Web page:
No Milk Today

It’s true that cats love milk. Most cats will drink it if you let them. And who hasn’t shared a little milk with their feline friend now and then? So, what’s the problem?

Cow’s milk is not a natural food for any cat. Even kittens, who naturally drink nothing but milk for the first few weeks of their lives, specifically need milk that is higher in protein, certain fats, and other nutrients, than the stuff we get from dairy cows. In other words, the only milk they need is the milk that their mothers provide.

Once kittens are weaned (at 8-12 weeks of age), they often lose their ability to digest milk. Many adult cats are lactose intolerant, and can develop an upset tummy and diarrhea from drinking cow’s milk.

There are other problems with cow’s milk, as well. Much of the milk we can buy at the store comes from cows that have been injected with a growth hormone, called rBGH. This hormone causes changes in the milk itself, including elevated levels of another hormone, IGF-1, which is known to promote cancerous tumors. Milk from rBGH-treated cows is also different in the types and amounts of fatty acids and proteins it contains.

rBGH also causes higher rates of painful mastitis (inflammation of the udder) that must be treated with antibiotics and anti-inflammatory drugs. This increases the chances of chemical residues in the milk that could harm your cat. While there are laws preventing dairies from selling milk with illegal levels of certain drugs, inspections are often inadequate. Other drugs are not even tested for. Chemically contaminated milk can still end up in your refrigerator.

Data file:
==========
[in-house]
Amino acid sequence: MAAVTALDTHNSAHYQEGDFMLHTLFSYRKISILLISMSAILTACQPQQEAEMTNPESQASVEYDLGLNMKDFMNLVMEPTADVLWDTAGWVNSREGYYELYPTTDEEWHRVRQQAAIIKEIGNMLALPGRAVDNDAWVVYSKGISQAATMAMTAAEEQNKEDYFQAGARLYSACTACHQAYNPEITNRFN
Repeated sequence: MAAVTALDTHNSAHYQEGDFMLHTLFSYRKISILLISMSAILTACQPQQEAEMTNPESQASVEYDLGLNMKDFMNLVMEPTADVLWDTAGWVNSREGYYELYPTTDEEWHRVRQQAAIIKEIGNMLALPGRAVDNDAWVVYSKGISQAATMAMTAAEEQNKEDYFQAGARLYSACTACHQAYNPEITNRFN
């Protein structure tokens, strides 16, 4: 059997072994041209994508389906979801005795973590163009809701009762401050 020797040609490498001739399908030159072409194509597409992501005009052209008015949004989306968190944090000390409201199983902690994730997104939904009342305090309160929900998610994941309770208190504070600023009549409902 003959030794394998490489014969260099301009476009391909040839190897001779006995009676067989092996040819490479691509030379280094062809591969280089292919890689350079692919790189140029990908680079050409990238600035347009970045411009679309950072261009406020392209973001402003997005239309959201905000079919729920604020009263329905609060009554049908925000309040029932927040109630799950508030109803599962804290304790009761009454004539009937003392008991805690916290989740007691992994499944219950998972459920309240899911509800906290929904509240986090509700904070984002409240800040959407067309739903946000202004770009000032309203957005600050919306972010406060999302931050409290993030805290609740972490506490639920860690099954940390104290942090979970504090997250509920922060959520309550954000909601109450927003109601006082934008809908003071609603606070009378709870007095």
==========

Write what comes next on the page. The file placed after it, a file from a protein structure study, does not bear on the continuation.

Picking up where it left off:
Even without rBGH, cow’s milk is full of hormones, including estrogens, which are linked to many health problems. Milking cows are kept pregnant 11 months of the year; and all those pregnancy hormones flow right into the milk. Milk may also contain traces of pesticides and other contaminants of the food the cows are fed.

Unlike the milk produced by nursing queens (mother cats), which kittens drink in its natural raw state, store-bought milk is pasteurized. Pasteurization is necessary to kill harmful bacteria that are rampant in high-production dairy facilities. But it also destroys much of milk’s natural vitamins A, C and some B vitamins; it makes calcium less absorbable; and it deforms (denatures) proteins and enzymes. Such altered proteins may cause allergies. Additionally, casein, the major protein in milk, may itself cause allergies. Dairy products are one of the top allergens in cats (the other most common allergens are chicken, beef, fish, wheat, and corn).

So, even though she may love it (don’t we all love to eat things that aren’t very good for us?), cow’s milk is definitely not a good choice for your cat.



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2 comments for “No Milk Today

  1. Jean Hofve DVM
    December 29, 2013 at 11:28 am

    A few things…

    That adage pre-dates kitty milk products by many decades.